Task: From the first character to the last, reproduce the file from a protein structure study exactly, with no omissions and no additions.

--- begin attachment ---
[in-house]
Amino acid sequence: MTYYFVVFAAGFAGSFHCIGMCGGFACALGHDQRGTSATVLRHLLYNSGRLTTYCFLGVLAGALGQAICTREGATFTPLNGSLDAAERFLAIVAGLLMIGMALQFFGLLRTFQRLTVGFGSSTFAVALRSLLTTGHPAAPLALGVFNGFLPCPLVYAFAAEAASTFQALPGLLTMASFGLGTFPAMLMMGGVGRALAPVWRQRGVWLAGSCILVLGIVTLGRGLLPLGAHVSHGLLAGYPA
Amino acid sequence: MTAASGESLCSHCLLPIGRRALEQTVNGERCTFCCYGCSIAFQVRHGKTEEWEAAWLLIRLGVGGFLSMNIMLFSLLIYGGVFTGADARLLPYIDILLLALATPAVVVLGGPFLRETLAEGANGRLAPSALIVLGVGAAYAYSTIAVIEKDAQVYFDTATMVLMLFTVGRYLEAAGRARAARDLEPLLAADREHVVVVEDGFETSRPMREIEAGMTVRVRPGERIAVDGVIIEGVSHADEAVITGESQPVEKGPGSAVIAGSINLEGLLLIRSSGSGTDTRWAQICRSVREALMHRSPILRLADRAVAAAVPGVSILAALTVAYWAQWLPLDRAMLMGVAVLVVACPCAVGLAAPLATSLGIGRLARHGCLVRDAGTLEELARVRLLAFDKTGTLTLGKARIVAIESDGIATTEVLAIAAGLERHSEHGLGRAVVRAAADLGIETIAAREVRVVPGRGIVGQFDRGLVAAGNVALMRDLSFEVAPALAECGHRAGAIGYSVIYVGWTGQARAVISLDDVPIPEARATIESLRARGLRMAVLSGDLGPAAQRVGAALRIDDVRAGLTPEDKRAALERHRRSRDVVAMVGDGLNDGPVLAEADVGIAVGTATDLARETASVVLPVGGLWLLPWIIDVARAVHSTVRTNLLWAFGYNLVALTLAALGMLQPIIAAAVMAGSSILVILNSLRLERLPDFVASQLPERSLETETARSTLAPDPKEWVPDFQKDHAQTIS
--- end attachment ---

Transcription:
[in-house]
Amino acid sequence: MTYYFVVFAAGFAGSFHCIGMCGGFACALGHDQRGTSATVLRHLLYNSGRLTTYCFLGVLAGALGQAICTREGATFTPLNGSLDAAERFLAIVAGLLMIGMALQFFGLLRTFQRLTVGFGSSTFAVALRSLLTTGHPAAPLALGVFNGFLPCPLVYAFAAEAASTFQALPGLLTMASFGLGTFPAMLMMGGVGRALAPVWRQRGVWLAGSCILVLGIVTLGRGLLPLGAHVSHGLLAGYPA
Amino acid sequence: MTAASGESLCSHCLLPIGRRALEQTVNGERCTFCCYGCSIAFQVRHGKTEEWEAAWLLIRLGVGGFLSMNIMLFSLLIYGGVFTGADARLLPYIDILLLALATPAVVVLGGPFLRETLAEGANGRLAPSALIVLGVGAAYAYSTIAVIEKDAQVYFDTATMVLMLFTVGRYLEAAGRARAARDLEPLLAADREHVVVVEDGFETSRPMREIEAGMTVRVRPGERIAVDGVIIEGVSHADEAVITGESQPVEKGPGSAVIAGSINLEGLLLIRSSGSGTDTRWAQICRSVREALMHRSPILRLADRAVAAAVPGVSILAALTVAYWAQWLPLDRAMLMGVAVLVVACPCAVGLAAPLATSLGIGRLARHGCLVRDAGTLEELARVRLLAFDKTGTLTLGKARIVAIESDGIATTEVLAIAAGLERHSEHGLGRAVVRAAADLGIETIAAREVRVVPGRGIVGQFDRGLVAAGNVALMRDLSFEVAPALAECGHRAGAIGYSVIYVGWTGQARAVISLDDVPIPEARATIESLRARGLRMAVLSGDLGPAAQRVGAALRIDDVRAGLTPEDKRAALERHRRSRDVVAMVGDGLNDGPVLAEADVGIAVGTATDLARETASVVLPVGGLWLLPWIIDVARAVHSTVRTNLLWAFGYNLVALTLAALGMLQPIIAAAVMAGSSILVILNSLRLERLPDFVASQLPERSLETETARSTLAPDPKEWVPDFQKDHAQTIS